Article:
"SAC" Creep Data
Source and Plot
23: Log-log plot of isothermal creep data for Sn-Ag-Cu
and Castin™ bulk solders.
Isothermal creep data from three independent sources are
plotted as tensile strain rate (/second) versus tensile stress
(MPa) in Figure 23. The data covers two orders of magnitude
on the stress axis and eight orders of magnitude on the strain
rate axis. Test temperatures are in the range -55°C to
The original data, given in Table B.1, was digitized by
Kil-won Moon of NIST. The raw
data was obtained from the following figures in their respective
Source of data, alloy composition and test temperatures.
These investigations of SAC properties are fairly recent,
when compared to the Sn-Pb or Sn-Ag literature, since it is
only recently that SAC alloys have received increased attention
11: Specimen Geometries (MP = Melting Point of Alloy).
12: Melting Conditions and Specimen Treatments (NA
= not available).
Test specimens were dog-bone- or cylinder-shaped tensile
specimens with specimen and/or gauge length and cross-sectional
dimensions given in Table 11. Melting and cooling conditions
as well as thermal treatment of specimens, when available,
are summarized in Table 12. The reader is referred to the
original publications for additional details on the specimen
The alloys have nominal compositions with elemental contents
in the following ranges:
- 95.5 to 96.5% wt. for Sn.
- 2.5 to 3.9 % wt. for Ag.
- 0.5 to 0.8% wt. for Cu.
- Chemical analysis of the 95.5Sn-3.8Ag-0.7Cu (nominal)
alloy studied by Schubert et al. gave a composition of 95.4%
wt. Sn, 3.91% wt. Ag and 0.71% wt. Cu (from Table 1 in Schubert
et al., 2001).
Comparing the specimen information from the three sources,
- The specimens by Schubert et al. have a significantly
smaller cross-section: 3 mm x 3 mm versus 11.28 mm and 13
mm in diameter for the specimens by Kariya et al. and Neu
et al., respectively.
- The above dimensions compare to typical sizes of 0.1 to
0.2 mm (4 to 8 mils) for flip-chip solder joints, or 0.5
mm (20 mils) for Ball Grid Array (BGA) solder joints.
- The Kariya et al. specimens were rapidly cooled by water-quenching
while the Neu et al. specimens were air-cooled although
the cooling rate was not reported. The cooling conditions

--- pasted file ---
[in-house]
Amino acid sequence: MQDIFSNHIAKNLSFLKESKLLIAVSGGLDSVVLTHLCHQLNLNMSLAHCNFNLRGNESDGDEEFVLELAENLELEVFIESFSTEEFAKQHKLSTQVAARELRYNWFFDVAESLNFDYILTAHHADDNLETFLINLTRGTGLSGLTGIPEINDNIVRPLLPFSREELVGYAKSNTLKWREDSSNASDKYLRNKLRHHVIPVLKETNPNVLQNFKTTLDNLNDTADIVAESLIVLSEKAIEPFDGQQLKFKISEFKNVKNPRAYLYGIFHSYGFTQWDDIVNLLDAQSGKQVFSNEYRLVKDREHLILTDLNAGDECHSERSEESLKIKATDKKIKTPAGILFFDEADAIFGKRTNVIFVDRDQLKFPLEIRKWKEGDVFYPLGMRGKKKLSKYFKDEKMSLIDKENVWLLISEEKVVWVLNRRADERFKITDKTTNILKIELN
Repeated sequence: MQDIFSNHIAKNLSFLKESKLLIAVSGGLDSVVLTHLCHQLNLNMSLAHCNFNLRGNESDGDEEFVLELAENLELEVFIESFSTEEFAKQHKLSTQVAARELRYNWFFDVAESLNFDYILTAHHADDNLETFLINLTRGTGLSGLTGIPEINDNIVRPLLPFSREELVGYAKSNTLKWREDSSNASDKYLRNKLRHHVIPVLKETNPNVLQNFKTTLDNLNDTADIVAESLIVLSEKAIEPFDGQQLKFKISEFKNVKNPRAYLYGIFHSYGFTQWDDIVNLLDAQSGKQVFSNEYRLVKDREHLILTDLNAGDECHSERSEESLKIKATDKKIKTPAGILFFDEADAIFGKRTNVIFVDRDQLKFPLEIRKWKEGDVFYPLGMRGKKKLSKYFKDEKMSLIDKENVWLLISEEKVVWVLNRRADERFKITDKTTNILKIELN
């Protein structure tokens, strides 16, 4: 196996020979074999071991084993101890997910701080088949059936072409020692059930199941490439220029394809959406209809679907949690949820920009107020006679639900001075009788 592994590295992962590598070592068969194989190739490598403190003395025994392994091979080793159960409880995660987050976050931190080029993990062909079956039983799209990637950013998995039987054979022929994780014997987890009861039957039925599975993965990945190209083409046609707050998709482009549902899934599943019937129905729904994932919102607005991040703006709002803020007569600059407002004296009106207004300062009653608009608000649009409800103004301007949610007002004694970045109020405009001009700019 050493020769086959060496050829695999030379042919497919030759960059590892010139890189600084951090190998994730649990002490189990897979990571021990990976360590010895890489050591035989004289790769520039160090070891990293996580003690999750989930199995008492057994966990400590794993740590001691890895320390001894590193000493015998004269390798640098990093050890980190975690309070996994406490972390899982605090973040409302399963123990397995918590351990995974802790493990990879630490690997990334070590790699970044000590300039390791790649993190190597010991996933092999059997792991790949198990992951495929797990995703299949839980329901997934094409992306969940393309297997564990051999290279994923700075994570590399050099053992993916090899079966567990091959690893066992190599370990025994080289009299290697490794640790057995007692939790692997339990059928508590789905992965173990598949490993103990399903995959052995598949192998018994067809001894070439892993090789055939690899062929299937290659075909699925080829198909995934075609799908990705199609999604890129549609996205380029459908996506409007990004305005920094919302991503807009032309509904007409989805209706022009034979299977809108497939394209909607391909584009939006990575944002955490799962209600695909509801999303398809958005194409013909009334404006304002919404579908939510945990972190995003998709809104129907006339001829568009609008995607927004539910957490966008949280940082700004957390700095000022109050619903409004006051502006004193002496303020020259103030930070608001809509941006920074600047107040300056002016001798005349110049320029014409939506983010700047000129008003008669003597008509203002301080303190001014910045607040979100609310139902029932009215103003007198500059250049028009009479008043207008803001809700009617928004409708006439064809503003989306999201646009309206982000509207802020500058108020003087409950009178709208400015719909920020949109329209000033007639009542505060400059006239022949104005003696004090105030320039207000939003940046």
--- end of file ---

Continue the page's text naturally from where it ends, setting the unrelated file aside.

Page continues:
for the Schubert et al. specimens were not reported.
13: Microstructure of bulk "SAC" specimens.
The microstructure of the as-cast SAC solders consists of
the Sn matrix with precipitate-free b-Sn regions and eutectic
(or near-eutectic) regions having Ag3Sn or Cu6Sn5 intermetallic
phases dispersed in the Sn matrix. Specific microstructural
features for the alloys and specimens under study are given
in Table 13.
14: Test procedures and conditions.
The test conditions and procedures are summarized in Table
14. The isothermal tensile tests are of three
- Conventional "creep" tests (with constant load
rates) where the linear portion of the strain-versus-time
response gives the "minimum" or steady strain
rate (see Figure 24a).
- Conventional "strength" tests (stress / strain
tests ran at constant strain rates) where the maximum stress
gives the Ultimate Tensile Strength (UTS) of the specimen
at a given strain rate (Figure 24b). Once the UTS has been
reached, the typical response of solder is further elongation
of the specimen at constant stress or with a slow drop in
- Strain rate jump tests which are similar to the above
stress / strain tests except that the strain rate was
increased by a factor of ten after each increment of 1.5%
23: Output of (a) creep test; (b) "strength"
Noteworthy observations about these tests are:
- In general, the first two types of tests give similar
strain-rate-vesus-stress equations since the strain rate
is constant during both the strength test and the steady-state
phase of the creep test. However, one of the limitations
of the creep tests is that they are not run at constant
stress since it is easier to control loads rather than stress.
The reported stress is the initial stress defined as the
applied load divided by the initial cross-section of the
- As pointed out by Neu et al., 2001, the strain rate jump
tests allow for the acquisition of tensile strengths at
different strain rates from a single specimen. However,
Neu et al. mentionned that the strength results may be affected
by the history of prior deformations of a given specimen
when jumping from one strain rate to the next.
The reviewed literature focuses on steady-state creep.
To our knowledge, the other deformation modes, i.e. the initial,
instantaneous plastic flow and primary creep have not been
reported on for SAC-type alloys. Based on studies by Darveaux
et al. (1992, 1995), these deformation modes are not negligible
for neareutectic Sn-Pb and Sn-Ag alloys and are worthwhile
investigating further for SAC solders.